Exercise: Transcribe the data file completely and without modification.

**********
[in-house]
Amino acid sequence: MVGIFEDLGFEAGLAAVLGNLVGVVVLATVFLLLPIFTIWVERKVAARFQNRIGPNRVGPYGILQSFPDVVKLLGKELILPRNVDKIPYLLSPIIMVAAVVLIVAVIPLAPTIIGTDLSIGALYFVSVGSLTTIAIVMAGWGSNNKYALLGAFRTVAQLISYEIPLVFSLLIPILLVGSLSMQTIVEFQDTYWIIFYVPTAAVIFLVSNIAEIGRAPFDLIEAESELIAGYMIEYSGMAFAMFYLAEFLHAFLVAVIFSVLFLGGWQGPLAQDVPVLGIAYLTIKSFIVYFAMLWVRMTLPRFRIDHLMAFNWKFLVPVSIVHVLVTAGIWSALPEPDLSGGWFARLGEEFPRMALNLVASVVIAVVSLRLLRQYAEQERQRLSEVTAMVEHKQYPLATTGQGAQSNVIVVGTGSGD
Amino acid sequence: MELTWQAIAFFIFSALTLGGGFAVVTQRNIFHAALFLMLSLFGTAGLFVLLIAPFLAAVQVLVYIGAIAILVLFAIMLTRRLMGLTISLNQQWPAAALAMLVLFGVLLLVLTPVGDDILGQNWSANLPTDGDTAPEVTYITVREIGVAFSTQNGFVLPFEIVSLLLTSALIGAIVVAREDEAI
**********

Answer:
[in-house]
Amino acid sequence: MVGIFEDLGFEAGLAAVLGNLVGVVVLATVFLLLPIFTIWVERKVAARFQNRIGPNRVGPYGILQSFPDVVKLLGKELILPRNVDKIPYLLSPIIMVAAVVLIVAVIPLAPTIIGTDLSIGALYFVSVGSLTTIAIVMAGWGSNNKYALLGAFRTVAQLISYEIPLVFSLLIPILLVGSLSMQTIVEFQDTYWIIFYVPTAAVIFLVSNIAEIGRAPFDLIEAESELIAGYMIEYSGMAFAMFYLAEFLHAFLVAVIFSVLFLGGWQGPLAQDVPVLGIAYLTIKSFIVYFAMLWVRMTLPRFRIDHLMAFNWKFLVPVSIVHVLVTAGIWSALPEPDLSGGWFARLGEEFPRMALNLVASVVIAVVSLRLLRQYAEQERQRLSEVTAMVEHKQYPLATTGQGAQSNVIVVGTGSGD
Amino acid sequence: MELTWQAIAFFIFSALTLGGGFAVVTQRNIFHAALFLMLSLFGTAGLFVLLIAPFLAAVQVLVYIGAIAILVLFAIMLTRRLMGLTISLNQQWPAAALAMLVLFGVLLLVLTPVGDDILGQNWSANLPTDGDTAPEVTYITVREIGVAFSTQNGFVLPFEIVSLLLTSALIGAIVVAREDEAI